Giants vs. Dodgers: Fan Rivalry Heats Up Among Friends, Families and Partners

The cities are separated by 350 miles, but the fans often find themselves living, working and raising families together — so how are they faring in this intense postseason match-up?

NBC Universal, Inc.

What to Know

  • The rivalry between the Giants and Dodgers is widely considered the oldest in baseball, and dates back to 1890
  • This is the first time the Giants and Dodgers have met in the postseason, making for a series some fans say they've waited for their whole lives
  • The Giants and Dodgers are baseball's two best teams in 2021, with 107 and 106 regular season wins, respectively

Staring into the sea of waving orange towels at Oracle Park on Friday and Saturday nights, it would be easy to think only Giants fans attended the first two games of the National League Division Series.

But look closely, and you'll begin to make out specks of the unmistakable color known as Dodger blue. You'll find it on hats and jerseys worn by Angelenos who made the 5-hour drive to San Francisco on just a few days' notice — but you might also find it on your friends, co-workers and loved ones: Dodgers fans who've somehow managed to carve out a peaceful existence for themselves right here in Giants territory.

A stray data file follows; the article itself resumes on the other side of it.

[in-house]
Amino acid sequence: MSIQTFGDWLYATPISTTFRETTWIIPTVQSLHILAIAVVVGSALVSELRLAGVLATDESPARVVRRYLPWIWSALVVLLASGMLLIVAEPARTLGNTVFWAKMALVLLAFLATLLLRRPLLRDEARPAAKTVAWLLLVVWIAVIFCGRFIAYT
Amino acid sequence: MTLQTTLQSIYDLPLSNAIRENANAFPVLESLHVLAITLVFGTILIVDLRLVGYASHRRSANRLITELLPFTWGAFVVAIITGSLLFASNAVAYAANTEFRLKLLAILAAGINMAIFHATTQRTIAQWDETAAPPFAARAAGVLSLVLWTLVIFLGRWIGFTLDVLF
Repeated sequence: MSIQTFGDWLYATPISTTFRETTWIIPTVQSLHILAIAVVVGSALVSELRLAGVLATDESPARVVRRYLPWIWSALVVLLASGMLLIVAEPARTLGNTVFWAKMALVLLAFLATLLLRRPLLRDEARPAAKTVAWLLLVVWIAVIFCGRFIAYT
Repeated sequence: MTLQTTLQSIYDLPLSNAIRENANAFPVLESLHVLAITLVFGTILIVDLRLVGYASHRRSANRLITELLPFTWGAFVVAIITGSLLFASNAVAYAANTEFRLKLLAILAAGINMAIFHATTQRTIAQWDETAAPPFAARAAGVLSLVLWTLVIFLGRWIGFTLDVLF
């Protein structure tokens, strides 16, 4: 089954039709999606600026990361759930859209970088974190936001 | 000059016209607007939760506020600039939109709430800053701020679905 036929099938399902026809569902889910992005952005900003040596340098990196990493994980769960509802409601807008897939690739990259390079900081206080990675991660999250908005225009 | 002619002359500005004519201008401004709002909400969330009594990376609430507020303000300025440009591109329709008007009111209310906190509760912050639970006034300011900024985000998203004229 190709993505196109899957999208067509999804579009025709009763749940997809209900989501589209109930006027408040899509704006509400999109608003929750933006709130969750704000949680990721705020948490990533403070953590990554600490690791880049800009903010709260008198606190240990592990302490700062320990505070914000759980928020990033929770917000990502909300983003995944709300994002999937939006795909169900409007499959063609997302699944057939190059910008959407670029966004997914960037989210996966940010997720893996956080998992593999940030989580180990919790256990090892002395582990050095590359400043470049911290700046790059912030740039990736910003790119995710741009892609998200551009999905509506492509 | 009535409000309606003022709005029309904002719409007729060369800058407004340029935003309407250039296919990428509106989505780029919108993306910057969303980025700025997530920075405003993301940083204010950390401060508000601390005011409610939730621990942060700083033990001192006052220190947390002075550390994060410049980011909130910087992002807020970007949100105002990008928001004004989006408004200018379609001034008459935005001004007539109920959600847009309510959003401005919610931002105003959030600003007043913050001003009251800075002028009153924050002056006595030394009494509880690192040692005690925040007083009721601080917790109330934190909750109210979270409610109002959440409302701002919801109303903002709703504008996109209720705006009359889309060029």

By now, they've learned to handle the rivalry with their loved ones during the regular season. But many told us (with apologies for the cliché) the postseason is a whole different ballgame.

"I think we don't really know the intensity of the trash talk because we haven't experienced the postseason trash talk," said Giants fan Derek of his romance with Dodgers fan Kimberly, speaking just ahead of Friday night's Game 1.

But for some couples, the tension's been brewing for weeks.

"A lot of mocking," confessed Dodgers fan Alexis Salinas of her relationship with Giants fan Carlos Mosqueda. "The game ends and we'll just turn opposite ways."

But the two agree on one thing: Their rivalry has never threatened their romance.

"It makes it a little bit stronger," Mosqueda said.

Sometimes, pride can be costly, as it was for Dodgers fan Matthew Bragg.

"We bet on the NL West, and the bet was an authentic jersey," he said.

"Obviously, I won," interjected Bragg's co-worker, Chase Martinez, sporting his brand new authentic Giants jersey.

"It was $440," Bragg lamented. "Felt terrible."

But lost bets and trash talk notwithstanding, friendships and family bonds have endured.

"I've been a Dodger fan all my life," said Connie Mares.

And in her family, she's the only one. She sat in her full Dodgers uniform next to her granddaughter, Nina Muñoz, decked out in Giants gear.

"Grandpa, Dad and Uncle are Giants fans," Muñoz said. "So I was never allowed to be a Dodger fan."

A steady stream of text messages between them had been heating up throughout the regular season, Muñoz said, and reached a fever pitch by the start of the Division Series. But it's all in good fun.

"I love her," Muñoz said. "The only Dodger fan I'll ever love."

Contact Us